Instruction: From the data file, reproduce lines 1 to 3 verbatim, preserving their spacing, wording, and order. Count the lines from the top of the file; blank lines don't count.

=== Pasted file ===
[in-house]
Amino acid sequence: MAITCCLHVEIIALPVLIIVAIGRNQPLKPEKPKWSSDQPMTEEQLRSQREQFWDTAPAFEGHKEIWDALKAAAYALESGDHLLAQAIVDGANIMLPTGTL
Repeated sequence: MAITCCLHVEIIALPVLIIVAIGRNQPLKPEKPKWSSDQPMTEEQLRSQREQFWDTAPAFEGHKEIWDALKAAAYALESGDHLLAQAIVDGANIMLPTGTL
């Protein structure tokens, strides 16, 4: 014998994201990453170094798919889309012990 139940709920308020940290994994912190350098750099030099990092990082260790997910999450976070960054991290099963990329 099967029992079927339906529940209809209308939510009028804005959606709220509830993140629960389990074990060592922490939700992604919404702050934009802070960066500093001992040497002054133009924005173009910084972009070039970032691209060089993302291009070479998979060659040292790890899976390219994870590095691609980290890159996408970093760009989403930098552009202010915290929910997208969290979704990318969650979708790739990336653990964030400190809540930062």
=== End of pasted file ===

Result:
[in-house]
Amino acid sequence: MAITCCLHVEIIALPVLIIVAIGRNQPLKPEKPKWSSDQPMTEEQLRSQREQFWDTAPAFEGHKEIWDALKAAAYALESGDHLLAQAIVDGANIMLPTGTL
Repeated sequence: MAITCCLHVEIIALPVLIIVAIGRNQPLKPEKPKWSSDQPMTEEQLRSQREQFWDTAPAFEGHKEIWDALKAAAYALESGDHLLAQAIVDGANIMLPTGTL